Italy entered a three-day nationwide coronavirus lockdown Saturday to deter Easter travel and get-togethers even as the country's variant-fueled spike in new infections began to wane.
The government had announced last month that it would place all regions into the strictest “red zone” lockdown over the Easter weekend to limit the chances of contagion, taking the same precautions it enforced over Christmas and New Year’s.
Travel between regions and visits to relatives were being limited through Monday. Nonessential shops were closed and restaurants and bars were only open for take-out.
“People are tired, but they are aware that protecting health is essential in these times,” said Maj. Fabio Palletta, a Carabinieri military police officer manning a checkpoint in Rome on Saturday, one of many set up around the country this weekend to ensure people on the roads were authorized to travel.
The Interior Ministry also ordered up extra foot police patrols to break up large gatherings in squares and parks, which over Easter are usually packed with picnic-goers.
“I’m glad they are doing checks. It means something is working in this whole mess,” said Amato Monatanari, who was pulled over for a check in Rome.
Italy, where Europe's outbreak began, has recorded more than 110,000 COVID-19 dead, more than any other European country but Britain. Another 21,000 infections were reported Saturday in Italy, along with 376 dead.
An estimated 87% of Italy’s newest cases have been traced to the highly contagious variant first detected in Britain. But the Health Ministry reported Friday that for the second week in a row, new cases had “slightly diminished.”
But because Italian hospitals in most regions are still well over their COVID-19 capacity in both intensive care units and other wards, the ministry concluded that new infections were still “too high ... to allow any reduction in current restrictive measures.”
Italians, however, are upset over the country's stumbling vaccination campaign, which despite having promised to prioritize older people has left many of Italy's eldest, most vulnerable people behind while teachers, police officers and other professional workers get their jabs.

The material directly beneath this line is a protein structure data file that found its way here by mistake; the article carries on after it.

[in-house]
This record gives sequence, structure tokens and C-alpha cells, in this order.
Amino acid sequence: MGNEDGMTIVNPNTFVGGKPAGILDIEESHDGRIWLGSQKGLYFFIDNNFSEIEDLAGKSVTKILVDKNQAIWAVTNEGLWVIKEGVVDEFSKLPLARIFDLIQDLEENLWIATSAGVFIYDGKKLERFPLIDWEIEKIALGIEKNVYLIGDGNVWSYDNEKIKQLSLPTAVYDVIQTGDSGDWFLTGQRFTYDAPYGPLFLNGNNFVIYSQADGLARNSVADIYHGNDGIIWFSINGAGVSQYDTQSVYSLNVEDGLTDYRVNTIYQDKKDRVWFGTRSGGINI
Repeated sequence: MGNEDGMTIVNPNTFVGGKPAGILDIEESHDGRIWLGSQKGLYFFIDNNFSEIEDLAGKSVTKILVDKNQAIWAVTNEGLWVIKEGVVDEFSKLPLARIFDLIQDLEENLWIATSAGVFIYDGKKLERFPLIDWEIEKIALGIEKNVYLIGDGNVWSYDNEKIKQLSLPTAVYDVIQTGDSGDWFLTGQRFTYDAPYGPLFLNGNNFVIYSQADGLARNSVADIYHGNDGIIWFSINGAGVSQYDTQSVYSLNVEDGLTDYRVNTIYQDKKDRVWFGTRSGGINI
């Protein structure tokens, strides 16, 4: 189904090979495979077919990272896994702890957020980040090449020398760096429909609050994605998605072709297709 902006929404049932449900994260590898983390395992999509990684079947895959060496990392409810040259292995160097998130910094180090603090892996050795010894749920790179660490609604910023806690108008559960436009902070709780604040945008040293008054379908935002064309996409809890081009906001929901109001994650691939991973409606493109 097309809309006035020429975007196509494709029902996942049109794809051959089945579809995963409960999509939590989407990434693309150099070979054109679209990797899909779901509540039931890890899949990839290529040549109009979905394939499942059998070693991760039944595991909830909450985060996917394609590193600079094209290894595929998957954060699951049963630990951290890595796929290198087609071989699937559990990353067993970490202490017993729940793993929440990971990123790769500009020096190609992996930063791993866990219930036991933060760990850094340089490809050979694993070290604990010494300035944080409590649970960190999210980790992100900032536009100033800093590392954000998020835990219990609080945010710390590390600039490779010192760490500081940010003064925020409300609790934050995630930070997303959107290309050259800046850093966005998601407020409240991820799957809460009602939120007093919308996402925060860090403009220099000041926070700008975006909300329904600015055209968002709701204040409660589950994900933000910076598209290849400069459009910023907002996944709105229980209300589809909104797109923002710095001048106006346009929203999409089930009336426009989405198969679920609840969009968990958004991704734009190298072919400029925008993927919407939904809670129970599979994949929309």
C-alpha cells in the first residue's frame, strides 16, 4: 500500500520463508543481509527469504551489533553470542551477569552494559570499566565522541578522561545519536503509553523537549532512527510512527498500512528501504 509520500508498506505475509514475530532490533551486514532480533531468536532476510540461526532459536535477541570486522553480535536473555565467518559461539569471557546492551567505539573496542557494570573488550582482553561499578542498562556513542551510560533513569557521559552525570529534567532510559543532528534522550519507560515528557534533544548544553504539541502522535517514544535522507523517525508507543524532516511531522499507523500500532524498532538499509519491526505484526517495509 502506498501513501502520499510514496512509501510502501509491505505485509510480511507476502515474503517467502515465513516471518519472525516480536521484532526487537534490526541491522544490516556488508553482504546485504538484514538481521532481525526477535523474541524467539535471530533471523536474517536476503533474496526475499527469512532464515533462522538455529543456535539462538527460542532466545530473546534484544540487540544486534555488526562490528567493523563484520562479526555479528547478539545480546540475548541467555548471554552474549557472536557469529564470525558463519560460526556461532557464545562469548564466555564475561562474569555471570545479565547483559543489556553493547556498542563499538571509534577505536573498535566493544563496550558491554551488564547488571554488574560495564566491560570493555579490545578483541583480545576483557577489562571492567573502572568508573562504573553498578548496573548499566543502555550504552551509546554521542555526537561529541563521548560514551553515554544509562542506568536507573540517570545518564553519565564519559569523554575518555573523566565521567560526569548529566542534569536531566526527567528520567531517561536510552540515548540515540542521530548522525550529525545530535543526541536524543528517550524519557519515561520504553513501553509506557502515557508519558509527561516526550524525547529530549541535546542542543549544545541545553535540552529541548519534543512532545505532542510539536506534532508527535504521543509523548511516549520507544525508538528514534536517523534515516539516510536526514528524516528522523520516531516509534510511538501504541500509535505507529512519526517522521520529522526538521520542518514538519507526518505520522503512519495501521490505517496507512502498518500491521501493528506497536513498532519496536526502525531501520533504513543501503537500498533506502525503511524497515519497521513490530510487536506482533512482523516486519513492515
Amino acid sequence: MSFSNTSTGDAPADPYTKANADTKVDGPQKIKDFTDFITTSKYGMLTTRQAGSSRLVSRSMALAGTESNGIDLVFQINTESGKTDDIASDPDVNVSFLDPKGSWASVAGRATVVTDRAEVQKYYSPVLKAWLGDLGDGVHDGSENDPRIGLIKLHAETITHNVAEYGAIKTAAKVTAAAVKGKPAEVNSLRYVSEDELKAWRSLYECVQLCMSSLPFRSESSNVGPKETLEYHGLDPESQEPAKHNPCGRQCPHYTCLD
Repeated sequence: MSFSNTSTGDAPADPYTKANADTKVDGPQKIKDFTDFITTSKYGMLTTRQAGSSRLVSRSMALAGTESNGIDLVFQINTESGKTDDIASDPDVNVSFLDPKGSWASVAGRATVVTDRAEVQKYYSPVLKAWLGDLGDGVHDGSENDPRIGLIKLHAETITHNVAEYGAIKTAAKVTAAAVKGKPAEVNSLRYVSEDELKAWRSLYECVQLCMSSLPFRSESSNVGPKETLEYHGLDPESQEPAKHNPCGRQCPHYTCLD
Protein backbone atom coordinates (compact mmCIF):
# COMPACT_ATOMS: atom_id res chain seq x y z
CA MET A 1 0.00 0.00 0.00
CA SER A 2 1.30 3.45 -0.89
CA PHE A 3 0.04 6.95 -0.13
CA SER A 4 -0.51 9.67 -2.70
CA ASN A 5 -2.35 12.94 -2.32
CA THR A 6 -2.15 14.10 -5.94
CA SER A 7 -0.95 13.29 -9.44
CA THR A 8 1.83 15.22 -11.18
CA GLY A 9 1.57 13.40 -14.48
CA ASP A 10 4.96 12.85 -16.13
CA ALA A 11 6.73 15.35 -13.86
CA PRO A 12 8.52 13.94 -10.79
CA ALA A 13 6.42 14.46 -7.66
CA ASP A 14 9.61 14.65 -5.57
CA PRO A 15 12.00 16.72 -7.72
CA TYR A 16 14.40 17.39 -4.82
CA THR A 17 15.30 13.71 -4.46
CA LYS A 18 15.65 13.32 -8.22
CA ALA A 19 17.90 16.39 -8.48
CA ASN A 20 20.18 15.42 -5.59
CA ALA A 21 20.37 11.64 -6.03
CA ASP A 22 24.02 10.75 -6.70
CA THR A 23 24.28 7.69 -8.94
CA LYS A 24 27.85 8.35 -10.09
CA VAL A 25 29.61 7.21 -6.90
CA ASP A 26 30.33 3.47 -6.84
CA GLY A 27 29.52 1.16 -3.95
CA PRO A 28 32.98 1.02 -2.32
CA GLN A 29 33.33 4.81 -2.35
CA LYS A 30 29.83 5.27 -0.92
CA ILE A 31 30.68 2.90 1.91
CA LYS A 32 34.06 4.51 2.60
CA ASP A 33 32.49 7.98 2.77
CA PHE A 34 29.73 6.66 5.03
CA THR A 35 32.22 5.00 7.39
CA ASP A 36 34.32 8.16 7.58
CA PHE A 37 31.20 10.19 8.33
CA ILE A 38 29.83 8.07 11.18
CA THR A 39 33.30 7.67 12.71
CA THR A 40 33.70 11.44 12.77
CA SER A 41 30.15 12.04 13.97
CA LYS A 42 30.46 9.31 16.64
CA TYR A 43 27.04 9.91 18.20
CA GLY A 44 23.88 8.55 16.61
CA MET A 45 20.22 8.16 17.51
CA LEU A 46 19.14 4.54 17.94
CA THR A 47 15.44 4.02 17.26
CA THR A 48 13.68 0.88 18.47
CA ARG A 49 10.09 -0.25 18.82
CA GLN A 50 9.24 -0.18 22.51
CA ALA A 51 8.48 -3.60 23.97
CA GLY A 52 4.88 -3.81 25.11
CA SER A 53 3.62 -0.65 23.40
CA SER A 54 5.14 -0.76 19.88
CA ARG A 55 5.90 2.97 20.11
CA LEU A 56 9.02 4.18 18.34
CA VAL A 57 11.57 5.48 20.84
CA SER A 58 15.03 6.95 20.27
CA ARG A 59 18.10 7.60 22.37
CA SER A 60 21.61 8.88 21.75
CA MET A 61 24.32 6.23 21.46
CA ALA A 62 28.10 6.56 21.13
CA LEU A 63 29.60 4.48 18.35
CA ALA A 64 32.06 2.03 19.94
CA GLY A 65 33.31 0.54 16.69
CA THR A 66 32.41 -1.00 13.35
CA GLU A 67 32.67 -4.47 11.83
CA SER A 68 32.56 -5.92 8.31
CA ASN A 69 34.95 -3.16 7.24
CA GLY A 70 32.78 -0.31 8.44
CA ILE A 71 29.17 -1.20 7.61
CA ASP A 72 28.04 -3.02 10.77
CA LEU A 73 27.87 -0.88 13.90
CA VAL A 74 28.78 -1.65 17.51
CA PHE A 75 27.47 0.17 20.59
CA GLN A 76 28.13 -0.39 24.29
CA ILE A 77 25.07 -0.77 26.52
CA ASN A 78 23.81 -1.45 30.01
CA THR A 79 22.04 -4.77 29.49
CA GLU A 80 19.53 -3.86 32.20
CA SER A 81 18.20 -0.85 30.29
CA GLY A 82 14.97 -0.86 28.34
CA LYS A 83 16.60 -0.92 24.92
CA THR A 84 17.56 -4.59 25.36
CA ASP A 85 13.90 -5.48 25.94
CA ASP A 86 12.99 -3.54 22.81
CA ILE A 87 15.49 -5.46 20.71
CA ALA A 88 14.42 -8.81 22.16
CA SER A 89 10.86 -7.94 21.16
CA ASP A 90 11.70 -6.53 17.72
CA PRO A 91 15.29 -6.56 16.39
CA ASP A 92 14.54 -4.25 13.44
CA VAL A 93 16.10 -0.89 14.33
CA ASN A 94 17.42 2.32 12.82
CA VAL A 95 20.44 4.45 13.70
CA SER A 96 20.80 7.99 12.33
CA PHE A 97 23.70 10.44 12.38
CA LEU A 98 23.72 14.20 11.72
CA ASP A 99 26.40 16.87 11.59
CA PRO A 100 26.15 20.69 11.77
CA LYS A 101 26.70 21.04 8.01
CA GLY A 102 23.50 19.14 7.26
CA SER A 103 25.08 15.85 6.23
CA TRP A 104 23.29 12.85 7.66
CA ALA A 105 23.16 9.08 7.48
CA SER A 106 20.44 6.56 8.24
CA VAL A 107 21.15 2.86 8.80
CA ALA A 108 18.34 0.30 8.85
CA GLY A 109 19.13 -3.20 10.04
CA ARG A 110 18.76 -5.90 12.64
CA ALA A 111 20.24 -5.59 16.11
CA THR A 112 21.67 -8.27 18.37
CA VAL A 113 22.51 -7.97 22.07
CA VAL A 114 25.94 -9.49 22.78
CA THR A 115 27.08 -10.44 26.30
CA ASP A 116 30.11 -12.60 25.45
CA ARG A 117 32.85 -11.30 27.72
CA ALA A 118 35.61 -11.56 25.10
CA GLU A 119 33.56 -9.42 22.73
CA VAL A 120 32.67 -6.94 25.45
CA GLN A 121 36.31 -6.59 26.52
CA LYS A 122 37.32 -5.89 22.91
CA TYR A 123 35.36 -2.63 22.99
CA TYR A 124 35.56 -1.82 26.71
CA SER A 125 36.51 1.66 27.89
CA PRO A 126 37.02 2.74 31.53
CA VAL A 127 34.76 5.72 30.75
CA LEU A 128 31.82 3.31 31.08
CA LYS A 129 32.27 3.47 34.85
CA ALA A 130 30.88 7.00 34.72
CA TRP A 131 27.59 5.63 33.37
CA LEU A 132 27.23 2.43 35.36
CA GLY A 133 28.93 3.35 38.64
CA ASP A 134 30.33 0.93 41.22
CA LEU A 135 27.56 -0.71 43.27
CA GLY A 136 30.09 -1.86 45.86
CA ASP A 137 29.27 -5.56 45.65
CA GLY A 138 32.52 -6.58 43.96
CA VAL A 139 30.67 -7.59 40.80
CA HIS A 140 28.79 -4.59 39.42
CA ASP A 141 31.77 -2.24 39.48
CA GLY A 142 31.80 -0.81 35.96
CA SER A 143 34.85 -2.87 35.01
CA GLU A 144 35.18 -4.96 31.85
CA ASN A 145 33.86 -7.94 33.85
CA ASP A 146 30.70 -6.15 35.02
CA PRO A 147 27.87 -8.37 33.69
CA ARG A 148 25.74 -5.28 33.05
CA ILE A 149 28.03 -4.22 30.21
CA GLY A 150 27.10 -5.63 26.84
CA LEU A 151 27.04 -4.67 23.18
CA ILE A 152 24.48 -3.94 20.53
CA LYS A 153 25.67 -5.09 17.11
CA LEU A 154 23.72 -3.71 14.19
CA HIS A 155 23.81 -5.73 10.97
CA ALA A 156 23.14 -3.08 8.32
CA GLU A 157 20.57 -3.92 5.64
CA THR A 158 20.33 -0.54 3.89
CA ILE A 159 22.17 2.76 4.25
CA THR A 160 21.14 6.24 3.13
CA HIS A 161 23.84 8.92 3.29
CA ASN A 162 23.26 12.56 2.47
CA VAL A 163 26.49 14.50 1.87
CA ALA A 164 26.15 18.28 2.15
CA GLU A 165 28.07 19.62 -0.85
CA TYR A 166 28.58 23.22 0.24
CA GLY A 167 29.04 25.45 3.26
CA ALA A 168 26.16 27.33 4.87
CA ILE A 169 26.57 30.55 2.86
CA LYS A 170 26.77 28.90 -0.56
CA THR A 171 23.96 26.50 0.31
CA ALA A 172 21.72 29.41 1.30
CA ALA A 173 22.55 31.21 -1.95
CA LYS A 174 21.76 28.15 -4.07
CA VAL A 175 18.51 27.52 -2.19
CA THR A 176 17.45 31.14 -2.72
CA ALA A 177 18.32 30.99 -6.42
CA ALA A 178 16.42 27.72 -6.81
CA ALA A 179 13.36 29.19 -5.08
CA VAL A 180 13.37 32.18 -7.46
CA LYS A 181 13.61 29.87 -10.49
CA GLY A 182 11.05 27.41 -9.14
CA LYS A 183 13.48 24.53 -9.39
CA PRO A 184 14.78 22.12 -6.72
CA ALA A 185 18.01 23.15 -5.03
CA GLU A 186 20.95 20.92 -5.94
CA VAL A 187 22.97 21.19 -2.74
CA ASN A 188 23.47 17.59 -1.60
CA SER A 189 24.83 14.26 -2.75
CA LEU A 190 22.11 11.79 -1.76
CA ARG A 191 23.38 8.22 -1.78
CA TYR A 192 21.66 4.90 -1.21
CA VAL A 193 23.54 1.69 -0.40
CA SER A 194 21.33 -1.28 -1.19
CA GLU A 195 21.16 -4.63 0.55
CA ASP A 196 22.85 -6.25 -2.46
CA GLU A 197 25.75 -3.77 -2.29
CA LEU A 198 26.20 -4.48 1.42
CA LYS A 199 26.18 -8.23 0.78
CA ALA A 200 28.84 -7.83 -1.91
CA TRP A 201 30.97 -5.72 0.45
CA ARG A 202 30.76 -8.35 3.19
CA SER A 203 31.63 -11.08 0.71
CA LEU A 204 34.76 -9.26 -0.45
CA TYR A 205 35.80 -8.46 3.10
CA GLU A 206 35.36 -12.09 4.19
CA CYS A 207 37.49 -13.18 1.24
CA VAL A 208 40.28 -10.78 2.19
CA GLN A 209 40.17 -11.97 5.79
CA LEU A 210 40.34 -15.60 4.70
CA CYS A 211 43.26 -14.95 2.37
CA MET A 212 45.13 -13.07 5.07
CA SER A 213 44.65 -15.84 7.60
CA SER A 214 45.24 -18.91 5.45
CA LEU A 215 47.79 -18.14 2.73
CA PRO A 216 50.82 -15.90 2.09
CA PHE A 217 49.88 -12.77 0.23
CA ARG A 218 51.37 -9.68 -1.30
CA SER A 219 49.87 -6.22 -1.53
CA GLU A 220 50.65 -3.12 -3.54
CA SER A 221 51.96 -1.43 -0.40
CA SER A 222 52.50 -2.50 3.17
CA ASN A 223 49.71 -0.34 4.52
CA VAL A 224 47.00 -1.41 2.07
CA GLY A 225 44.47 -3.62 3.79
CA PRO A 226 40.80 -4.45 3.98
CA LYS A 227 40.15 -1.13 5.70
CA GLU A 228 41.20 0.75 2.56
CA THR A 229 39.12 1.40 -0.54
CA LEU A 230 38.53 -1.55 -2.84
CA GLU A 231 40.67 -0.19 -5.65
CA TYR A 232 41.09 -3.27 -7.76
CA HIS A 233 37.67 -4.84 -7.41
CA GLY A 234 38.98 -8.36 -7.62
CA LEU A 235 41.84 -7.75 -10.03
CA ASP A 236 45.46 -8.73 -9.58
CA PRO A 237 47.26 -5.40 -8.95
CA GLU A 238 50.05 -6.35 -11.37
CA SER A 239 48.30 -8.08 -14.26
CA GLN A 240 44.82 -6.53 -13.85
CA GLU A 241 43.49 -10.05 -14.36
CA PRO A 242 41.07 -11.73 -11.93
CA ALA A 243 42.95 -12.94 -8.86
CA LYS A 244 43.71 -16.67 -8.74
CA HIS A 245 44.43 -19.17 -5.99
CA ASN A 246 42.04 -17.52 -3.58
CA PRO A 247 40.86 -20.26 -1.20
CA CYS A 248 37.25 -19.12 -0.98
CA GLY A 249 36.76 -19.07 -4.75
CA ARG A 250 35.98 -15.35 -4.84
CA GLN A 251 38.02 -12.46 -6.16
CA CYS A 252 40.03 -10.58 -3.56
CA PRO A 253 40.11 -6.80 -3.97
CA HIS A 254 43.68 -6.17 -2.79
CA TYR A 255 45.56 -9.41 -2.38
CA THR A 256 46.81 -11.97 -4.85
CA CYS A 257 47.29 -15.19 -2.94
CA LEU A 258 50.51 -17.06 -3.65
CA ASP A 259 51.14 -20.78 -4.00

The Lombardy region, Italy’s biggest, has suffered more COVID-19 infections and deaths than any other but still has had a faltering vaccination campaign, earning a personal visit this week from Italy’s new virus czar, Gen. Francesco Figliuolo.
“There are things that aren’t going well,” Figliuolo said. “We’ll note them, and then we’ll fix them together.”
More than three months into Italy’s nationwide vaccination campaign, Lombardy this week opened a new centralized appointment portal after its previous system sent some elderly people hundreds of kilometers (miles) from home to get a jab and left others unable to get an appointment.
Lombardy’s embattled regional governor, Attilio Fontana, acknowledged “some difficulties” but insisted that they hadn’t impacted the overall vaccination campaign. He said the criticism of the regional effort was “nauseating.”
Italy has administered 10.8 million vaccines nationwide, though only 3.3 million of the country’s 60 million people have received both doses. Lombardy, which counts one sixth of the population and has long prided itself on its health care system, has administered 1.7 million doses.
On Saturday in Sicily, a church opened its doors temporarily to become a pop-up vaccination center.
“For those who are Christians celebrating Easter, today means above all to be a good and honest citizens,” said the Rev. Michele Viviano, parish priest of the Salesian parish of Don Bosco in San Gregorio di Catania, Sicily.
“This means also cooperating with the immunization campaign, participating in it and organizing it,” he said.